Sarah Darer Littman’s “Backlash” Deepens the Conversation about Bullying

Author Sarah Darer Littman   is shown here with a copy of her newest book, Backlash. Credit: Uma Ramesh.

Author Sarah Darer Littman is shown here with a copy of her newest book, Backlash. Credit: Uma Ramesh.

“Any mistake in the online age gets magnified.”

This statement, voiced by Greenwich-based author Sarah Darer Littman, encapsulates a key theme of her most recent work, Backlash

Published on April 28th, 2015, by Scholastic Press, Backlash begins with the story of high school sophomore Lara Kelley. As the book’s synopsis describes, Lara is brutally “told off on Facebook” by Christian, a boy with whom she had been communicating online. Christian’s words impact Lara in ways utterly unexpected; Backlash focuses on Lara’s experience, that of her resentful, once-best friend Bree Connors, and those of both girls’ younger siblings.

As Ms. Littman wrote in a recent blog postBacklash was in large part inspired by the story of Megan Meier. Ms. Littman described, “In that case, a mother had set up a fake [Myspace] profile of a boy and her, her daughter, and her employee were using it and flirting with [Megan Meier]. [Ms. Meier], in the end, hung herself in her closet.”

Ms. Littman, at right, stands with a participant of a reader’s theater at the 2015 Great CT Caper Wrap Up Event.

Ms. Littman, at right, stands with a participant of a reader’s theater at the 2015 Great CT Caper Wrap Up Event.

After analyzing this event, as well as other instances of cyber-bullying, Ms. Littman recalled that she began writing Backlash with a set of questions about bullying, the examples parents model for their children, and online mob behavior. “A lot of my books, for me, start with questions that I want to answer. I then write the book to answer the questions. I view novel writing as a form of lifelong learning, for me, because I am a geek at heart.”

Ms. Littman has been asking questions about the online sphere long before she began writing Backlash.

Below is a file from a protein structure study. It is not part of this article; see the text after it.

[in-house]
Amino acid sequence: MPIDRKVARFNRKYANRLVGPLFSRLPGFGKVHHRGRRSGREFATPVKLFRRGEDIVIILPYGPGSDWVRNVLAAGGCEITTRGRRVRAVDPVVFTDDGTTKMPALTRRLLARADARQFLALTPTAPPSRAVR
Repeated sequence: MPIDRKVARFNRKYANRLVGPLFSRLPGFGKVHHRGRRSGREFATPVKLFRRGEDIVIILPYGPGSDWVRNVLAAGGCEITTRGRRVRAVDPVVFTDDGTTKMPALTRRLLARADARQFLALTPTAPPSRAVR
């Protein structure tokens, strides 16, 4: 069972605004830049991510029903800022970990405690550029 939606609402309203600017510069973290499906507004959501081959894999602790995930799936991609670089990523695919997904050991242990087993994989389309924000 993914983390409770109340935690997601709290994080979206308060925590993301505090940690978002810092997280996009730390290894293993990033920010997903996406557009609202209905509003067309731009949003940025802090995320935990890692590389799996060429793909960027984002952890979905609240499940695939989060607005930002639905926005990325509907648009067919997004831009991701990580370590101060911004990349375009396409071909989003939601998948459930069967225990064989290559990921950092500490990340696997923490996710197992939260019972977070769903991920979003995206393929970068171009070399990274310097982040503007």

Specifically, she noted that, as a female political writer, she had often been forced to cope with vicious cyber-bullies. “I have definitely experienced cyber-bullying myself . . . On Twitter, which is not uncommon for women, I’ve had people write to me threatening to make me a victim, threatening to put my name on a rape fetish board.” Such experiences in part led her to take an interest in unsafe online interactions; she explores this topic in both Backlash and the earlier Want to Go Private?

Ms. Littman, third from the left, is shown with Backlash fans at the Eastern Middle School book fair.

Ms. Littman, third from the left, is shown with Backlash fans at the 2015 Eastern Middle School book fair.

Backlash deepens the conversation about bullying not only by focusing on online behavior and parental modeling, but also by telling a story of harassment from different perspectives.

Various chapters of Backlash are narrated by Lara and Bree, while others are written from the perspectives of their respective younger siblings, Sydney and Liam. Ms. Littman noted that this structural choice allowed her to convey the theme that, “There are very few people in this world who are unremittingly evil.” She elaborated, “I wanted to look at the story from multiple perspectives, because I think that sometimes, particularly in the online world, you can make one stupid mistake in a moment of anger and then the consequences online are magnified so much more than they were when I was a teenager. ”

Asked what advice she might give to teenagers navigating the online world today, Ms. Littman cautioned, “Just remember the internet is forever. Even though you think you delete something, people take screenshots . . . There is a permanency to your mistakes that wasn’t there before.”

To learn more about Sarah Darer Littman, like her official Facebook page, visit her website, or follow her on Twitter.


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  • Carol Swift

    Sarah Darer Littman writes novels for younger readers, but her anti-bullying message should resonate with readers of all ages.

  • Elaine Gencarelli

    This is a great article!

    Bullying and cyber bullying need to be talked about more. We live in a world where people don’t even get to feel safe in their own homes. It used to be that you could leave school and go home and feel safe but now the bullying follows you in every part of your life.

    We need to teach responsible digital citizenship to both children and adults. IF you would not say something to some one in person than it’s probably not something you should put online or say at all.